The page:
1:144 Geara Doga

Yutaka Izubuchi, mecha designer of Gundam: Char’s Counterattack and War in the Pocket, made an appearance at Anime Expo 2006. Naturally I was delighted at the chance to meet him. Since I was going to the con I also made plans to enter the model competition there: by this time my Wing Zero model had made the rounds to various model contests, but I also felt I’d rather bring a model of an Izubuchi design. Not having a lot of time before the con I decided against my HGUC GM Command that was already in-progress, as it was too complicated, and my HGUC Gelgoog Jager due to mishaps involving its antenna – looking over my options I decided on an old 1:144 Geara Doga I’d started years earlier. I resolved to do a quick build and get it done on time.

As it turned out, I didn’t get it done on time for Anime Expo, Otakon, or Granitecon, and so as a result I haven’t had contest entries for any model contests this year, not since Tekkoshocon anyway. I did succeed in getting quite a lot done – most of the structural work, including a LED monoeye, new details on the forearms and knees, installation of replacement hands by Kotobukiya, etc. I had also started work on filling in the back-side of the large, folding shield, but because time was running out I decided to save that project for after the con. By the time AX rolled around the model (minus the folding shield) was ready to paint – but for me painting is generally a time-consuming process and I failed to take that into account.

This project is the first I’ve given a proper base: the base serves a practical purpose as a battery holder but additionally I think this particular kit looks much better in a flight pose, and so I think the base is very important. I also feel that the base improves the overall presentation, and so I want to start including bases with most of my projects from now on.

This project is, by my standards, close to “out-of-box”. I made the following alterations as part of the construction:

  • Installed LED monoeye in head
  • Replaced exhaust-port-things in back of head with actuall thruster bells
  • Adapted backpack for a polycap connection (this gives me a convenient way to access the wiring inside the torso)
  • Sunk the thrusters on the sides of the backpack deeper in so they wouldn’t look quite so fake
  • Carved away original forearm “internal” detail, replaced with styrene rod, Kotobukiya mecha pipe, and springs
  • Replaced butt-ugly kit hands with Kotobukiya metal hands
  • Filled in hollow back side of folding shield, added back-side detail based on illustration in instruction manual
  • Drilled out the grenade launcher in the rifle, and inserted a minus mold to represent a grenade
  • Corrected the shape of the beam saber hilt that’s stored on the back skirt (kit part was lacking the flare at the butt end of it, so that the part could slide into place. I used part of one of the other saber handles included in the kit to make the deactive one correct. I also detailed up the emitter areas a bit)
  • Altered various areas so they could be assembled after painting

Various things gave me some trouble on this project. The antenna broke off five or six times, I screwed up the paint job in various ways, and various parts that I dull-coated wound up transferring once they came in contact with the parts they’re supposed to come in contact with. I was very un-careful with the wash and rushed through the decals. I even had some detailing mishaps result in a few areas of paint getting chipped away – those I just had to patch as well as I could. I also had bouts of indecision about just what kind of weathering or finishing work I’d be doing – early on the plan was for dry-brushed faded edges and pastel weathering. Toward the end I finally did the dry-brushing (not too gracefully, either) but by the time it was ready for pastels I was ready to move on to other things, so I decided to leave it be after the last dullcoat was on and the wiring was done.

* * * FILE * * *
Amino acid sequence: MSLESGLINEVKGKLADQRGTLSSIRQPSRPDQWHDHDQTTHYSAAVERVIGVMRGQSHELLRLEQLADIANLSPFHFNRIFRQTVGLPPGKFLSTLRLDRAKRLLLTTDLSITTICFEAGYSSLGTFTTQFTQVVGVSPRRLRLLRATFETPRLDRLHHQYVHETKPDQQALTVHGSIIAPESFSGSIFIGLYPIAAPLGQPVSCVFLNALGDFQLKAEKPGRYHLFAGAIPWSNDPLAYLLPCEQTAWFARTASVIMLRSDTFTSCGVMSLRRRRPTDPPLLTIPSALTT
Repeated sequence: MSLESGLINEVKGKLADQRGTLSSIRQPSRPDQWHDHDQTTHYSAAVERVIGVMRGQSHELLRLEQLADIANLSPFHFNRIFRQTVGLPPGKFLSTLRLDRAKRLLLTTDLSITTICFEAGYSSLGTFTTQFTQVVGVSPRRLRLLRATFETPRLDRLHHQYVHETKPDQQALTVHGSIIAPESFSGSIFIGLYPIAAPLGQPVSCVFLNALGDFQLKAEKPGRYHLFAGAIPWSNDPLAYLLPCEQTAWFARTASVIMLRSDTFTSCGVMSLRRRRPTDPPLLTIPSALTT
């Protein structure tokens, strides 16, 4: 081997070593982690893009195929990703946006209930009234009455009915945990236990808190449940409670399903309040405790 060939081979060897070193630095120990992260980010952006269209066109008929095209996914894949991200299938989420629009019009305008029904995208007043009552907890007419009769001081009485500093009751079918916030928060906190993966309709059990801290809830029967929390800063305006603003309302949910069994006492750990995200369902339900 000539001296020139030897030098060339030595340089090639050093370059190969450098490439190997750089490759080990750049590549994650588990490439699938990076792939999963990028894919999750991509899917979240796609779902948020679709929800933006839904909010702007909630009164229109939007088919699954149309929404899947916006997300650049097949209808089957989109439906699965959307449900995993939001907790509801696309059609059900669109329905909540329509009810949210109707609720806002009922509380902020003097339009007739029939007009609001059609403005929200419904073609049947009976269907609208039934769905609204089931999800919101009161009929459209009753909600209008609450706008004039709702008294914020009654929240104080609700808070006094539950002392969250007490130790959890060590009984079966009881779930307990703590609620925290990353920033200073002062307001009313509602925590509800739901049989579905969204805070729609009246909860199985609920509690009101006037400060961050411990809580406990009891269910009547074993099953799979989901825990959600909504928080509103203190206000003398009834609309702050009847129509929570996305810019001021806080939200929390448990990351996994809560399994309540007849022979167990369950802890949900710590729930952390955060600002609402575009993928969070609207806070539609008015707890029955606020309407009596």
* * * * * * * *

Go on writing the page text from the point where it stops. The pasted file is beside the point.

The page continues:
With the completion of this project I was inspired to paint my Nintendo DS in the same color scheme. I’m very happy with how it turned out.

4 Comment(s)

  1. This is one excellent Geara Doga! The Army green colour combo with the yellow accents is truly appealing to the eye. I think this was the first Geara Doga I ever saw when I came across it on BAKUC some time ago, and ever since, I have been a big fan of your work and this MS design. I will work on one myself now, will get the Rezun custom suit though. You have a good website going on here, interesting stuff, I’m glad I found it! keep up the good work!!

    F-Genetix | 2009-04-17 | Reply

  2. Thanks! This is the old Geara Doga kit from 20 years ago – if you get the HGUC version you should have a much easier time than I had with this thing. :D

    tetsujin | 2009-04-20 | Reply

  3. Mighty impressive what you’ve done with this kit.
    I have on of these also, but how in the heck did you hide the seams going down the legs!?

    RedSarge | 2010-05-28 | Reply

  4. Basically, I hid the seams by gluing, sanding, and puttying them. The main area of difficulty is that little nozzle that sticks out of the front of the knee area – that’s got a seam line running straight through it. To deal with that I cut the original nozzle detail away and replaced it – with a Kotobukiya Mobile Pipe, I think… A lot easier than trying to clean up a seam on such an irregular surface. (Plus it let me make that bit of detail more accurate – the nozzle is supposed to be recessed into the surface. On the kit it just sits on the surface…)
    I take pride in my seam work – I try very hard to make the parts look as though there was never a seam there to begin with.

    tetsujin | 2010-05-28 | Reply

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